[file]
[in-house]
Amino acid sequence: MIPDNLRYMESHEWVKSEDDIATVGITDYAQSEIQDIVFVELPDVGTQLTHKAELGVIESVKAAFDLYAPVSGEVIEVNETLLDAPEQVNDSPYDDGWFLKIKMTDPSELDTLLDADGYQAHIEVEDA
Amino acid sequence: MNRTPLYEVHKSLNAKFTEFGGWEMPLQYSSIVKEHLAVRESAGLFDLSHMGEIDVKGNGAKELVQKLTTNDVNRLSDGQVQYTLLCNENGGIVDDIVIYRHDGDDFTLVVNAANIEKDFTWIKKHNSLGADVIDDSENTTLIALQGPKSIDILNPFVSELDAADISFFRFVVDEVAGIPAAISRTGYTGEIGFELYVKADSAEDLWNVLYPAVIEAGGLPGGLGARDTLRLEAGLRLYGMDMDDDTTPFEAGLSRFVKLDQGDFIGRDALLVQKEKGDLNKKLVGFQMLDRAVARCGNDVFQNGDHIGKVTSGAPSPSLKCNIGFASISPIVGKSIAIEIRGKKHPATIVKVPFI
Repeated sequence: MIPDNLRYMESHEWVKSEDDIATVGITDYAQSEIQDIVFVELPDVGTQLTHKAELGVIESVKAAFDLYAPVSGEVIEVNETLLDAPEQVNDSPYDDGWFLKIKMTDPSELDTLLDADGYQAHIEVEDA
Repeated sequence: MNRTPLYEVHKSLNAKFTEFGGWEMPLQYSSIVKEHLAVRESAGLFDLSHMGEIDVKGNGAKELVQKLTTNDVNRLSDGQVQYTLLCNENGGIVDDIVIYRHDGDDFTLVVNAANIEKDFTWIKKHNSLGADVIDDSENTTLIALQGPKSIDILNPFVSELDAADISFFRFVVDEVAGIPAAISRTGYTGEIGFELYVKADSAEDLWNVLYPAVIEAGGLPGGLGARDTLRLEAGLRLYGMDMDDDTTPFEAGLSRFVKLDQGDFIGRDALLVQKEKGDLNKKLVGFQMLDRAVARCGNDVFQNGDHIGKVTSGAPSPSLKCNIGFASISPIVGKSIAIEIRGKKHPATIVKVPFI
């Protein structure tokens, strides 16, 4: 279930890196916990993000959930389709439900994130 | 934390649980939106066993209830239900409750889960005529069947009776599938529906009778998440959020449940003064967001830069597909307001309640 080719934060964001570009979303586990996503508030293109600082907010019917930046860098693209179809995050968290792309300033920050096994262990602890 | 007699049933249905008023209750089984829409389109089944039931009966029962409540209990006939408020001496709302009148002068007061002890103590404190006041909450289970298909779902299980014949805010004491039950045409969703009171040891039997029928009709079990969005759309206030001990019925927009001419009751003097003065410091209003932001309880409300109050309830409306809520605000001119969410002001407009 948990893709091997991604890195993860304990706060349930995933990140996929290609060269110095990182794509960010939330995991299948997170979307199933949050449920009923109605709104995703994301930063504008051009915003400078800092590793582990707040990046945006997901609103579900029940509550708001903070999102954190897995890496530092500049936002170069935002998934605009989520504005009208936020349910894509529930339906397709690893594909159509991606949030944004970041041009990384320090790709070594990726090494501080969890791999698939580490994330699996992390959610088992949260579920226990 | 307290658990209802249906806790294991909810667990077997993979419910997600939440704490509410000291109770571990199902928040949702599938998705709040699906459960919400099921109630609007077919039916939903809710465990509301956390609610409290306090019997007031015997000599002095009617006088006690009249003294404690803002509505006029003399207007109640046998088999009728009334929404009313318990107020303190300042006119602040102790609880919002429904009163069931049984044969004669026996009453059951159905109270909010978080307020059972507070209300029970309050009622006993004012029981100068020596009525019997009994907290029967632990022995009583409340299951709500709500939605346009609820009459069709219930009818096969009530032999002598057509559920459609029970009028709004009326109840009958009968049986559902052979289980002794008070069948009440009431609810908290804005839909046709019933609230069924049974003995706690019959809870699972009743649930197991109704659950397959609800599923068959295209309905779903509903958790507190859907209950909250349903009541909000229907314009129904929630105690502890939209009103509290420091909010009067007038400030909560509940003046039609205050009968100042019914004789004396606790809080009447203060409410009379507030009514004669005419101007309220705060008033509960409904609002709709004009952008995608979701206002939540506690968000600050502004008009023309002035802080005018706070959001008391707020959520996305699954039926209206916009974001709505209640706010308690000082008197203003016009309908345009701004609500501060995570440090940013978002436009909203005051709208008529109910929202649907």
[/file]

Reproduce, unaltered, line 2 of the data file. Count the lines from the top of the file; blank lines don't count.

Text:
Amino acid sequence: MIPDNLRYMESHEWVKSEDDIATVGITDYAQSEIQDIVFVELPDVGTQLTHKAELGVIESVKAAFDLYAPVSGEVIEVNETLLDAPEQVNDSPYDDGWFLKIKMTDPSELDTLLDADGYQAHIEVEDA